After the release of the much-awaited Hong Kong Diploma of Secondary Education (HKDSE) examination results, public concerns over the new liberal studies subject have largely been dismissed, with more than 90 per cent of candidates scoring at least level 2, the minimum required for university admission.
Students who meet the minimum university entry requirements of level 3 in English and Chinese and level 2 in mathematics, liberal studies and one other subject will know by mid-August whether they can enter the institution and academic programme of their choice. As a finale to the decade-long education reform, the successful candidates will receive a four-year rather than three-year university education.
To accommodate the unprecedented double cohort of graduates from the old and new systems, universities have pledged to reserve the same number of first-year places for HKDSE and Hong Kong A-level examination candidates, while making frantic efforts to create extra space and facilities.
About 70,000 HKDSE and 41,000 HK A-Level candidates this year competed for a total of 30,000 publicly funded degree places.
For those who fail to get subsidised places, competition is keener than ever this year, but the chances are most school leavers will go on to further education in September, although not necessarily in line with their preferred choice.
More tertiary places are available this year with the establishment of new private colleges offering degree and sub-degree courses. One example is the Centennial College, established by the University of Hong Kong. It has been swamped with applications for its degree programmes, which cost HK$82,000 a year.
Community colleges, particularly those run by universities' continuing education arms, have also reported record applications.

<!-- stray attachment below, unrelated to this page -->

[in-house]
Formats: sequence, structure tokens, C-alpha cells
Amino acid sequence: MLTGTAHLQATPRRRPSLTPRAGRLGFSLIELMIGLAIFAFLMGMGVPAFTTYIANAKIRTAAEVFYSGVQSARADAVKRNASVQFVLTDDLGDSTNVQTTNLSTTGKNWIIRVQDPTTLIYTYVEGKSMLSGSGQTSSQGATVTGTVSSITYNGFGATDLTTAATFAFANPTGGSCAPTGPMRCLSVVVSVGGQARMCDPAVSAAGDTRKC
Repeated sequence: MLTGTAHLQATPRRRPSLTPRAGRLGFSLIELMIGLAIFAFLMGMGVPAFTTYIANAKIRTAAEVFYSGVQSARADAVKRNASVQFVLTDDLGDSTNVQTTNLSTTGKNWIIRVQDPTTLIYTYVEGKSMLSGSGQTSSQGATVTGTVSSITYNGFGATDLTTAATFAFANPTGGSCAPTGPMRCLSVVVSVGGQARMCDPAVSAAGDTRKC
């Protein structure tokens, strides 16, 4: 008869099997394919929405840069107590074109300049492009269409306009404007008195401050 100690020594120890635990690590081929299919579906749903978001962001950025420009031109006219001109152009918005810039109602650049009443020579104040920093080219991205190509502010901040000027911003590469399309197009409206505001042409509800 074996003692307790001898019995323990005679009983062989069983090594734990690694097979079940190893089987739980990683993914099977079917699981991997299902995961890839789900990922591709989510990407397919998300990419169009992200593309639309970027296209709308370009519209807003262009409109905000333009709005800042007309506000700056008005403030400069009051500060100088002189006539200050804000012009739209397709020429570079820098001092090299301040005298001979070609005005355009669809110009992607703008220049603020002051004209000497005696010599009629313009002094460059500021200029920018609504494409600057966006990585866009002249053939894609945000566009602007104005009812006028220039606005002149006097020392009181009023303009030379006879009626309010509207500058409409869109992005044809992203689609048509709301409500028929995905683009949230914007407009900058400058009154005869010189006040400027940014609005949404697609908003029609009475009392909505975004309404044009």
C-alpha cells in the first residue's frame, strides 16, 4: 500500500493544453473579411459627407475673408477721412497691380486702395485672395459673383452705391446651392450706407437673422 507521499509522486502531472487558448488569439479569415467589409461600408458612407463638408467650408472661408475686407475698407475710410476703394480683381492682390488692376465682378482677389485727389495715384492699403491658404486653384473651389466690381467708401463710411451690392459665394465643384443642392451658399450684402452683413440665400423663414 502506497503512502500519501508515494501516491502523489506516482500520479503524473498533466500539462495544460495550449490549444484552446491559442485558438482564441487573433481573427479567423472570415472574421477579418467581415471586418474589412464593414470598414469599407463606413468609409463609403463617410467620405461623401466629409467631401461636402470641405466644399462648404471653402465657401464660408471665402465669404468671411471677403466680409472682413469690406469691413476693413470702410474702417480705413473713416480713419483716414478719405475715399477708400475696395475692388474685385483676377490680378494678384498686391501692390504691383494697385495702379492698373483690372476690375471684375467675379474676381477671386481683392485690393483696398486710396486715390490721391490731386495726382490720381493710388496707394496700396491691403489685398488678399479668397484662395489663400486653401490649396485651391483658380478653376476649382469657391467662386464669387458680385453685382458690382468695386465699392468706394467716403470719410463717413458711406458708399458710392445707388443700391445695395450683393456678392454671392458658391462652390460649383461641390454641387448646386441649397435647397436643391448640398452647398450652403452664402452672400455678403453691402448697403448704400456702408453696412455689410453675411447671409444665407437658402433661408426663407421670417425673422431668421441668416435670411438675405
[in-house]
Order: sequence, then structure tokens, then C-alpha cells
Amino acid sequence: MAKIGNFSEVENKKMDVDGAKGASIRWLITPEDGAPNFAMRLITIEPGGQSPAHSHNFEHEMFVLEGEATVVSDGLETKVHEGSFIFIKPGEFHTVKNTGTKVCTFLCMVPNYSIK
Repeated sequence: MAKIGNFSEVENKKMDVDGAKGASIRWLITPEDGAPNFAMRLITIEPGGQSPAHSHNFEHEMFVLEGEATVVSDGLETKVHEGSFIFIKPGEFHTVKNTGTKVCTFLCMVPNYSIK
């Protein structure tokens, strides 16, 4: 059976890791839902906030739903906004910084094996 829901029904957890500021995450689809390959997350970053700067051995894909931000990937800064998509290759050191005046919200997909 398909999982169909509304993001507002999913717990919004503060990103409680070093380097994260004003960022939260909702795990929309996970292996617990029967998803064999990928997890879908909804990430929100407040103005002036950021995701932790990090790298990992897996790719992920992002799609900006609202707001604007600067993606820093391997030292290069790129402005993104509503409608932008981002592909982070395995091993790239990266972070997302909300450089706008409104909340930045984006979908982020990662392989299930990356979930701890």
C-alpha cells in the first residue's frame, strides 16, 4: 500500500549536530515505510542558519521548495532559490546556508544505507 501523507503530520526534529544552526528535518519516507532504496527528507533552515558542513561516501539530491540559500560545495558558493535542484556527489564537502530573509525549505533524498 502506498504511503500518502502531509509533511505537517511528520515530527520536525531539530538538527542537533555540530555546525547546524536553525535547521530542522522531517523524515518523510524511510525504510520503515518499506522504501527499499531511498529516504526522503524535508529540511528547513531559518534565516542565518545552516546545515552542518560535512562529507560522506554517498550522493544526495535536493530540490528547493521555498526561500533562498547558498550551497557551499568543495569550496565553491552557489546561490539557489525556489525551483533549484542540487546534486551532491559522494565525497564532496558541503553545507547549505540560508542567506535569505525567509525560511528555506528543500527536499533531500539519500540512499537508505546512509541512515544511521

The number of places on offer for associate degrees (AD) and the practicality oriented higher diploma (HD this year is more than 40,000, up slightly from last year.
Another encouraging development is the increased provision of places for underperformers in public examinations. The variety of courses available is bewildering but they give struggling students a valuable second chance. For instance, the Lingnan Institute of Further Education (LIFE), under Lingnan University, has launched a unique one-year 'Advanced Diploma' catering for students with only four Level 2s, which falls short of the entry requirements for AD or HD programmes.
It also offers the LIFE Diploma, which is on a par with programmes run by other institutions such as the Vocational Training Council.
Indeed, options abound in degree or sub-degree programmes, either self- or government-funded, in part-time or full-time education. But the question remains: will there will be an adequate supply of jobs for future degree holders?
The last thing Hong Kong wants to see is frustrated graduates stuck in boring, low-paid jobs that make them wonder why they spent all the time and effort in getting a degree.